University Park, IL,
15:56 PM

Fostering success for young adults with disabilities

Catherine Balthazar on diversity and inclusion in higher education

A mother and her young son

By Catherine Balthazar, Dean of the College of Health and Human Services, Guest Writer

Being a parent often comes with a whirlwind of emotions, something Governors State University’s (GovState) Catherine Balthazar is especially familiar with as a mother of an adult son diagnosed with autism and ADHD, which left her uncertain how her son would navigate a world not quite made for neurodivergent people.

When her son was growing up, Balthazar recalls wondering what his life would look like following high school. If he would go to college, get a job, find his own place, or remain completely dependent cycled through her mind. A feeling that isn’t unfounded considering that the unemployment rate for high school graduates with disabilities is over 60%.

“I remember when he was about 10 years old, feeling so frustrated and alone. I was constantly explaining to modify his teachers’ instructional and classroom management methods to support his ability to learn and regulate himself. Nobody seemed to understand the way his brain worked,” said Balthazar.

Experiencing that firsthand has motivated Balthazar to help GovState become a place where people like her son would feel like they belong and could be successful. As Dean of the College of Health and Human Services (CHHS), this is especially important to Balthazar knowing that students with diverse abilities are a growing population of GovState’s student body.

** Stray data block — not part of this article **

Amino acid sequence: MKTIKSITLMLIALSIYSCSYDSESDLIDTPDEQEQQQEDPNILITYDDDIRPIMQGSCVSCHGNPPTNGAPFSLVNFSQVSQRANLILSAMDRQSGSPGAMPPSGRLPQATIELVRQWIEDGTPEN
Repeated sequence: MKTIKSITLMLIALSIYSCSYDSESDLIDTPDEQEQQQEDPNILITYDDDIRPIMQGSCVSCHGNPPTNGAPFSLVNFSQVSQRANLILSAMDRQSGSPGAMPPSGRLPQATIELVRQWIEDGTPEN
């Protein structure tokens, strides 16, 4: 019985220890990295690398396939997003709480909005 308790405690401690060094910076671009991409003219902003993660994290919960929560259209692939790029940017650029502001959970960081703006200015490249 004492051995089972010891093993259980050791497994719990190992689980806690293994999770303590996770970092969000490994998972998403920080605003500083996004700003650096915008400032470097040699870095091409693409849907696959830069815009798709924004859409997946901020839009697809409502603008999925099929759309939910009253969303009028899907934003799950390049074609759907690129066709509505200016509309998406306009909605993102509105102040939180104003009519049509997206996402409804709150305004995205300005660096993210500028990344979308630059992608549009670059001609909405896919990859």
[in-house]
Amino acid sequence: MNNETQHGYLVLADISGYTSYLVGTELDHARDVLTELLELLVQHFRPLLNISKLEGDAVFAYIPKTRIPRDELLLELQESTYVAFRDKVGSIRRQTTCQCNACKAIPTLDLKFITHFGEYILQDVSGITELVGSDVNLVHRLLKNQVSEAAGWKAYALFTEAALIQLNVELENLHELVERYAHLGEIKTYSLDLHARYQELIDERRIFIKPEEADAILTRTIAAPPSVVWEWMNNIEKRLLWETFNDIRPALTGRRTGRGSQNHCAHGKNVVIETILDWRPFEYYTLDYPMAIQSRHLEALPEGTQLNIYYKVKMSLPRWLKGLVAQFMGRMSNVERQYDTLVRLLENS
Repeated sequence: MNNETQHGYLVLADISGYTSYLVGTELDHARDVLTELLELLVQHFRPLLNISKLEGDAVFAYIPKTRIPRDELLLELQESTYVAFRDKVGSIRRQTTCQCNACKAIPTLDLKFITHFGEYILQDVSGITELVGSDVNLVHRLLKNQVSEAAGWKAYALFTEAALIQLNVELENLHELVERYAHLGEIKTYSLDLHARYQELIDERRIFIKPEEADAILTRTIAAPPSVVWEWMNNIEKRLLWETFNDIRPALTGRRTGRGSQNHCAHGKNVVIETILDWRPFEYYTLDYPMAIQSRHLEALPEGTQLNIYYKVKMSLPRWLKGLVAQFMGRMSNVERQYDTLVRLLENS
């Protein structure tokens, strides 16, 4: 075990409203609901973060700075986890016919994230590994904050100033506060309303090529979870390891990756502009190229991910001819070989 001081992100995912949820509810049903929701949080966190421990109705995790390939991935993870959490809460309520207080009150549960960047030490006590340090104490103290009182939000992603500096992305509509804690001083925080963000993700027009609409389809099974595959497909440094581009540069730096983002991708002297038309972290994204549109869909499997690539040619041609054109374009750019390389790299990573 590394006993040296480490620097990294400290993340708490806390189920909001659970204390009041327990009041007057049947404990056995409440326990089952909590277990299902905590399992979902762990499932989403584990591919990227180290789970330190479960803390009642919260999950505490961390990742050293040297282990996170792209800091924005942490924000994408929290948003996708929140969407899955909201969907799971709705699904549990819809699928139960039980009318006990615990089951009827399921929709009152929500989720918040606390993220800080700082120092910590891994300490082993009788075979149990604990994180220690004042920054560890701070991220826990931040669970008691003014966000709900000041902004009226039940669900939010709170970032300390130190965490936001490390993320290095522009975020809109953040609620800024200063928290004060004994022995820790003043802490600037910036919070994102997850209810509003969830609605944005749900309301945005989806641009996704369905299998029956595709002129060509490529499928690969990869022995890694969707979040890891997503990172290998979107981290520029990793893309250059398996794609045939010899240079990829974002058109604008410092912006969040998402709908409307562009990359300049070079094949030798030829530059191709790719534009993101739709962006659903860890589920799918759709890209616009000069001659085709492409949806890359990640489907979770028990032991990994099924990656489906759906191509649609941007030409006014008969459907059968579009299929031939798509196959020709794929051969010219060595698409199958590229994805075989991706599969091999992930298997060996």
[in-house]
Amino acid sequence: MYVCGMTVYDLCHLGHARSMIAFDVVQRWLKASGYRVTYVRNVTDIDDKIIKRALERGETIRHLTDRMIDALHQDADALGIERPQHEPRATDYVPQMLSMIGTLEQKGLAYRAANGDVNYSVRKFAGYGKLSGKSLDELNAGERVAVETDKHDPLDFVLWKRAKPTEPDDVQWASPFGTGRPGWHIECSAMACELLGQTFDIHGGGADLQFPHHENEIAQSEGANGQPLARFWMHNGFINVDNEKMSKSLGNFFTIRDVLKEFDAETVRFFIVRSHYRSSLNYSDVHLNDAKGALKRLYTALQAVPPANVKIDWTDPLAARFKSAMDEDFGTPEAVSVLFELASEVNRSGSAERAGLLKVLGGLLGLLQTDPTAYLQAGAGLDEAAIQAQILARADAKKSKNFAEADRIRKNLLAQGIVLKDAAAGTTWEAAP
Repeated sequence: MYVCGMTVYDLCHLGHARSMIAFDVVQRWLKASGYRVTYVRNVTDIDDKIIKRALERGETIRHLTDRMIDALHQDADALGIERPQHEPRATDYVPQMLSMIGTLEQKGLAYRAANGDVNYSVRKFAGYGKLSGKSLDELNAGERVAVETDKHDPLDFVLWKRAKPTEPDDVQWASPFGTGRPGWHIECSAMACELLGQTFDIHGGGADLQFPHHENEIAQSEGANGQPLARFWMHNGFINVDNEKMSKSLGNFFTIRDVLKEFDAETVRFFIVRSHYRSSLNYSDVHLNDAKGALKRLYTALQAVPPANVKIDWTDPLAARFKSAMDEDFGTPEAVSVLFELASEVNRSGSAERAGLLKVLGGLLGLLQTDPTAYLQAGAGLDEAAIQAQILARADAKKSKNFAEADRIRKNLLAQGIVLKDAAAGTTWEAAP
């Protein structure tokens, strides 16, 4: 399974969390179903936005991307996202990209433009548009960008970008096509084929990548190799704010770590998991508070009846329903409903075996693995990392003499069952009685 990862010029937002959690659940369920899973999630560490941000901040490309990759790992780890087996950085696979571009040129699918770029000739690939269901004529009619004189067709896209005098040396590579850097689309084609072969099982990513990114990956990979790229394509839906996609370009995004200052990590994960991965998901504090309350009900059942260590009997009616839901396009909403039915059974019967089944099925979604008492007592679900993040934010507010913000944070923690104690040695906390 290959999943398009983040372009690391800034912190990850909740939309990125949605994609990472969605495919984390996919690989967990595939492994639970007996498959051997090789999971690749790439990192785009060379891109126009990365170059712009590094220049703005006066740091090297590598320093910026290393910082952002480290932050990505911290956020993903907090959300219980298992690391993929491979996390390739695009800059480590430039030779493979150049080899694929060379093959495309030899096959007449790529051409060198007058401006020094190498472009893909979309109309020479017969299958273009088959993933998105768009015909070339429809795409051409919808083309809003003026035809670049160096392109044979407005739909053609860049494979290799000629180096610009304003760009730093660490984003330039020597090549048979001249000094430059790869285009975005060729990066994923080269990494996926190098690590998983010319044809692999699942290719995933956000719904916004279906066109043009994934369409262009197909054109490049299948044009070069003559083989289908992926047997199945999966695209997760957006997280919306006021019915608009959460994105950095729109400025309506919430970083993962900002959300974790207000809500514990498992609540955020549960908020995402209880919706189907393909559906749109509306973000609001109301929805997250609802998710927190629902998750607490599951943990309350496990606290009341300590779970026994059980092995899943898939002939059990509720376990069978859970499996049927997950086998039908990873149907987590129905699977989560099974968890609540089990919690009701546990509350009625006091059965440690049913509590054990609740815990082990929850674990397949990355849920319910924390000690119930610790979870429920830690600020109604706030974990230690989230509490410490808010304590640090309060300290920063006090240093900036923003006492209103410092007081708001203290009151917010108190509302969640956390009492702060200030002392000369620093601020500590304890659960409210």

Currently, fewer than 35% of students with disabilities at four-year institutions graduate within eight years and according to the Bureau of Labor Statistics, 71.5% of those who graduate are unemployed.

“As a community, we need to learn how to close that gap,” said Balthazar.

A step towards that goal is building awareness, something that CHHS is doing with their upcoming conference.

The Fostering Success conference on March 13 is a way to connect with others, with a focus on an underserved, but growing segment of our student population: young adults with disabilities.  There will be a full day of presentations, exhibit hall, and an afternoon stand-up show by The Comedians With Disabilities Act. Topics will include perspectives on neurodiversity, self-advocacy, and classroom strategies.

To learn more and to register for the conference, click here. Registration is due March 6.